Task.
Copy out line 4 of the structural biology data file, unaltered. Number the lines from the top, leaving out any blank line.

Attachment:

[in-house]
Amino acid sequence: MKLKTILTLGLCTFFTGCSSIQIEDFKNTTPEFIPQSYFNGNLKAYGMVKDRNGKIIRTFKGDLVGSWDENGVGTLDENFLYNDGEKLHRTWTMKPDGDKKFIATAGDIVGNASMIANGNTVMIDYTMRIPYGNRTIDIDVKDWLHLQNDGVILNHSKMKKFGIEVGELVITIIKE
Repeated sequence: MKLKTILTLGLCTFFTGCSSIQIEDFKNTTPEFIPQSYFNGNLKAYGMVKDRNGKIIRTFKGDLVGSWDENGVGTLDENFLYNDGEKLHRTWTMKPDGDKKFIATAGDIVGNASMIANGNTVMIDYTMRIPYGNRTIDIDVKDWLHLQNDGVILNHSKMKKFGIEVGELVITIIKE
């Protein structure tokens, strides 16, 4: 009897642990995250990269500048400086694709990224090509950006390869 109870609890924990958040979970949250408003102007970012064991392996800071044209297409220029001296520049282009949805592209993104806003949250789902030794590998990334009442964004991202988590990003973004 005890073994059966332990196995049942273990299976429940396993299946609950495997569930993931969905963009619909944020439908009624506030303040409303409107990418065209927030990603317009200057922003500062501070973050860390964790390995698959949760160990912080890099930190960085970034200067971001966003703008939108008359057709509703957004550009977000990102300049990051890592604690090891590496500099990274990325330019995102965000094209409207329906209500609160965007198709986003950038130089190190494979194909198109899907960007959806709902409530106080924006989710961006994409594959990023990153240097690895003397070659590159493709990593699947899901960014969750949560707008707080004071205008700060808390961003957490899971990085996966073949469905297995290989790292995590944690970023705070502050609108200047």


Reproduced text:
């Protein structure tokens, strides 16, 4: 009897642990995250990269500048400086694709990224090509950006390869 109870609890924990958040979970949250408003102007970012064991392996800071044209297409220029001296520049282009949805592209993104806003949250789902030794590998990334009442964004991202988590990003973004 005890073994059966332990196995049942273990299976429940396993299946609950495997569930993931969905963009619909944020439908009624506030303040409303409107990418065209927030990603317009200057922003500062501070973050860390964790390995698959949760160990912080890099930190960085970034200067971001966003703008939108008359057709509703957004550009977000990102300049990051890592604690090891590496500099990274990325330019995102965000094209409207329906209500609160965007198709986003950038130089190190494979194909198109899907960007959806709902409530106080924006989710961006994409594959990023990153240097690895003397070659590159493709990593699947899901960014969750949560707008707080004071205008700060808390961003957490899971990085996966073949469905297995290989790292995590944690970023705070502050609108200047």